USRE44648Jun 15, 2012Dec 17, 2013Danisco Us Inc.Enzyme for the production of long chain peracid
EP0660895A1 *Sep 20, 1993Jul 5, 1995E.I. Du Pont De Nemours And CompanyMethod of producing a mixed peracid oxidizing solution and methods for treating substrates therewith
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EP2292743A2Dec 3, 2004Mar 9, 2011Genencor International, Inc.Perhydrolase
EP2295554A2Dec 3, 2004Mar 16, 2011Genencor International, Inc.Perhydrolase
EP2664670A1Dec 3, 2004Nov 20, 2013Danisco US Inc.Perhydrolase
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Classifications
U.S. Classification162/76, 162/78
International ClassificationD21C9/16
Cooperative ClassificationD21C9/16
European ClassificationD21C9/16
Legal Events
DateCodeEventDescription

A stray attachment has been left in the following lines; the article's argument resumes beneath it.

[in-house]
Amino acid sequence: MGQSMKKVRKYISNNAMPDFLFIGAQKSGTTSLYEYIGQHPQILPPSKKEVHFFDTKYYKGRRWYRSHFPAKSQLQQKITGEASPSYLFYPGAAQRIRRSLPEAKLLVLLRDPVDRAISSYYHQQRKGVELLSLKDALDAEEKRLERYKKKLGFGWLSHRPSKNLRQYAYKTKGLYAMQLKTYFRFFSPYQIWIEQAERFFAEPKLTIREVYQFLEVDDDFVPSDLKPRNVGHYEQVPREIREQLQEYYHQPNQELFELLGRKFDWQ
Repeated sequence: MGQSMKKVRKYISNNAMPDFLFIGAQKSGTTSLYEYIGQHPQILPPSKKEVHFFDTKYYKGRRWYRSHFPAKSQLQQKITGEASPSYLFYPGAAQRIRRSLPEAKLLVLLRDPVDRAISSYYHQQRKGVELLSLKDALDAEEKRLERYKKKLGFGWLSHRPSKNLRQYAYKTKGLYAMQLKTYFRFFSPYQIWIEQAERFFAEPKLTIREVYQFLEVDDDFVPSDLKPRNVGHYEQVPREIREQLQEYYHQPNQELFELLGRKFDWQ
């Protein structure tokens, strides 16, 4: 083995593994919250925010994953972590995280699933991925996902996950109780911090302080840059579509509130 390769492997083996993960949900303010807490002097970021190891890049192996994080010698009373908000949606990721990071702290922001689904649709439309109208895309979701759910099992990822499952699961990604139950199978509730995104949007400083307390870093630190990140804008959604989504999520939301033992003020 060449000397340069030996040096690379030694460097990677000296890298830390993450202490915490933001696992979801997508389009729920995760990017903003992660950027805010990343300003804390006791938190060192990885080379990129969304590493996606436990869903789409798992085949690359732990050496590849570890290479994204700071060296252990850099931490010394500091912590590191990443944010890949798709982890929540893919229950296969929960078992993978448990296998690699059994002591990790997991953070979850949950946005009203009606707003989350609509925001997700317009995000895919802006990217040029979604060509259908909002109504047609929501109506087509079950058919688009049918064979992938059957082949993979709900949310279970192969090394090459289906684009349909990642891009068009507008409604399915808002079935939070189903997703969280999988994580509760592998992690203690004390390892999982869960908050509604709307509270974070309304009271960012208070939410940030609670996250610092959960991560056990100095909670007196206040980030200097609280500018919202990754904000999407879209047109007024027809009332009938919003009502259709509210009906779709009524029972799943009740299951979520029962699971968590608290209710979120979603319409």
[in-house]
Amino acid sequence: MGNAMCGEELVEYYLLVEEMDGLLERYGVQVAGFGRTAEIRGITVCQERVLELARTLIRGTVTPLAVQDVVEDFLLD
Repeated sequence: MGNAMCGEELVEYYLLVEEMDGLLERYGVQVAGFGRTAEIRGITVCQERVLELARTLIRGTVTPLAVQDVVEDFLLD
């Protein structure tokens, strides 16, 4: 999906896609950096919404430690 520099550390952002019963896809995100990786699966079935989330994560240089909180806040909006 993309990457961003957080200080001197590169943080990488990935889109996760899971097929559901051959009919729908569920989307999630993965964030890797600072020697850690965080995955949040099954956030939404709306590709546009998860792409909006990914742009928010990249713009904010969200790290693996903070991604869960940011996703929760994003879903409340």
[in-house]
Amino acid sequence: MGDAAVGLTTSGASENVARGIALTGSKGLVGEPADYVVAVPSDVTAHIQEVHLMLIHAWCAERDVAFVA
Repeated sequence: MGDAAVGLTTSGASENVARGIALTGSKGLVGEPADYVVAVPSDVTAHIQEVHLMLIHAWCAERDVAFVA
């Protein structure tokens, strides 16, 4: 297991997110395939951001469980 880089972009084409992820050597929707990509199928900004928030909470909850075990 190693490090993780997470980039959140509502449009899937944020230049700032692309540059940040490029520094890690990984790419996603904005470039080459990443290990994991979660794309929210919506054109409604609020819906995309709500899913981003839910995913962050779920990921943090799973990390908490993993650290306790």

Apr 7, 1983ASAssignment
Owner name: D E G U S S A AKTIENGESELLSCHAFT WEISSFRAUENSTRASS
Free format text: ASSIGNMENT OF ASSIGNORS INTEREST.;ASSIGNORS:KRUGER, HORST;BERNDT, WILHELM;SUSS, HANS ULRICH;REEL/FRAME:004111/0790
Effective date: 19810814
Owner name: DEGUSSA AKTIENGESELLSCHAFT, GERMANY
Free format text: ASSIGNMENT OF ASSIGNORS INTEREST;ASSIGNORS:KRUGER, HORST;BERNDT, WILHELM;SUSS, HANS ULRICH;REEL/FRAME:004111/0790
Effective date: 19810814
Feb 5, 1987FPAYFee payment
Year of fee payment: 4
Mar 26, 1991REMIMaintenance fee reminder mailed
Aug 25, 1991LAPSLapse for failure to pay maintenance fees
Nov 5, 1991FPExpired due to failure to pay maintenance fee
Effective date: 19910825